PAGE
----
Southwest Airlines Passenger Becomes A Widow, Not Allowed To Make Emergency Call

Southwest Airlines Attendants Didn't Let Woman Make Emergency Call

A Southwest Airlines passenger became a widow last month while in the air. The Wisconsin woman says Southwest Airlines wouldn’t allow her to make an emergency phone call after she received a text from her husband, according to the Huffington Post.

Karen Momsen-Evers says the alarming text came just moments before her flight from New Orleans to Milwaukee was set to take off. Her husband sent a message asking her for forgiveness because he was about to kill himself. She knew the text was serious because her husband had been very stressed recently. She did manage to text him back, immediately saying, “No.”

Momsen-Evers told WTMJ-4 News that while making her final check, a flight attendant told the woman to turn the phone off or put it in airplane mode. Then she slapped the phone down. Even when she explained the situation, the flight attendant cited Federal Aviation Administration regulations to her.

After the flight reached cruising altitude, she explained what was going on to another attendant. She even begged her to somehow get an emergency call out, but that attendant also said there was nothing she could do.

Momsen-Evers says she sat crying in her seat for the next two hours. When she arrived at the gate in Milwaukee, she immediately called the police. Upon arriving home, officers informed her that her husband committed suicide.

A spokeswoman for Southwest Airlines explained why the two flight attendants wouldn’t let Momsen-Evers use her phone.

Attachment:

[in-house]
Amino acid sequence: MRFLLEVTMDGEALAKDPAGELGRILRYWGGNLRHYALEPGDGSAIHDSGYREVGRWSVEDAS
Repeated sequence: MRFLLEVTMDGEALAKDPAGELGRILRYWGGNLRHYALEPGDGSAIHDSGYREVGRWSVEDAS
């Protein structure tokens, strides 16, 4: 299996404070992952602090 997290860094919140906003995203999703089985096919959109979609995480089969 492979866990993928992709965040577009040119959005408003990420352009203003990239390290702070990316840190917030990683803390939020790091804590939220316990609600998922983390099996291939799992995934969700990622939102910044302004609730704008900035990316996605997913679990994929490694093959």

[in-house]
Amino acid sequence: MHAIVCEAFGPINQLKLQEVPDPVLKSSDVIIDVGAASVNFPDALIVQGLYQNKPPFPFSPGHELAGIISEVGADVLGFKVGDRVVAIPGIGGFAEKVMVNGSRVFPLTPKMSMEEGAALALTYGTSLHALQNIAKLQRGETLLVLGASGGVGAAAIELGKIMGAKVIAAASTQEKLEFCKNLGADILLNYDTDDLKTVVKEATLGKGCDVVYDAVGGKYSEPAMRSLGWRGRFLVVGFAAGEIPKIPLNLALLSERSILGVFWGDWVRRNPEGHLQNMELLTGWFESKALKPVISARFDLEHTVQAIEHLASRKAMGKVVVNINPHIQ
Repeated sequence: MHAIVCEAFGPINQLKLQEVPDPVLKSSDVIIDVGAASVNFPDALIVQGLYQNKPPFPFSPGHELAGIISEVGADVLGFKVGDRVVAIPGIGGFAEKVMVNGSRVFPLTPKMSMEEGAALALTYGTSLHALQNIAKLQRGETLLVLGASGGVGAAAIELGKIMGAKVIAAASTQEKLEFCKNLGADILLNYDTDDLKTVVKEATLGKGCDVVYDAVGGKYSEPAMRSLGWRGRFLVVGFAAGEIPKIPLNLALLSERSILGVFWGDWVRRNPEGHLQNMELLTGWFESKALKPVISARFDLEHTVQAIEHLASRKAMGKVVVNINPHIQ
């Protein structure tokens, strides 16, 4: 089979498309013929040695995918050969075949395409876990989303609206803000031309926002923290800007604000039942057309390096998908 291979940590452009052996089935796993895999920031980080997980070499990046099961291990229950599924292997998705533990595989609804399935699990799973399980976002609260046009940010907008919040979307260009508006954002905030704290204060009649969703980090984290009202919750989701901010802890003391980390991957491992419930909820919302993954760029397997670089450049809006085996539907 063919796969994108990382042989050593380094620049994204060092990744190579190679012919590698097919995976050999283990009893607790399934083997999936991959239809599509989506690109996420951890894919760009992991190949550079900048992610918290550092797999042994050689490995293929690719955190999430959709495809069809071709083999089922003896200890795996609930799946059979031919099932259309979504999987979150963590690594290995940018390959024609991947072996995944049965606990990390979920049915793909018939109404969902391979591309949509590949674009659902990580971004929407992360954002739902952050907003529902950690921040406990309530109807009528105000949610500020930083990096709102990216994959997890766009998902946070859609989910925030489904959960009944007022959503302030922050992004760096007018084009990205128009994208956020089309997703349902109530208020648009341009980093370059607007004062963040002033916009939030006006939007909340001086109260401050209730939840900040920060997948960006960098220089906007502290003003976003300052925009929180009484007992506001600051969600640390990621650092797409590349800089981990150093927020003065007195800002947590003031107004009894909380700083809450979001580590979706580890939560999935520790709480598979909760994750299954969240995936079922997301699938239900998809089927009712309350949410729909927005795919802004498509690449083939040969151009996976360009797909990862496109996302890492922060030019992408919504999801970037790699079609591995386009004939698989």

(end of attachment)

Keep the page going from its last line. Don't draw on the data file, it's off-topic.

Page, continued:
“Our flight attendants are responsible for executing safety procedures to prepare a flight for departure and arrival, in accordance with FAA regulations, while assisting the up to 100-plus passengers onboard. Southwest Airlines transports more than 100 million customers a year and it’s not uncommon for our crews to assist passengers with life events. In each situation, our employees utilize their training to handle a wide variety of situations to the best of their ability.”

Southwest Airlines issued a statement about the incident.

“Our hearts go out to the family during this difficult time. Flight attendants are trained to notify the Captain if there is an emergency that poses a hazard to the aircraft or to the passengers onboard. In this situation, the pilots were not notified.”

Momsen-Evers said Southwest Airlines’ statement almost seems to make it worse because she is thinking something could have been done so the outcome would have been different.

Do you think Southwest Airlines should be blamed for Momsen-Evers’ husband’s suicide?

[Image via Dylan Ashe/Flickr]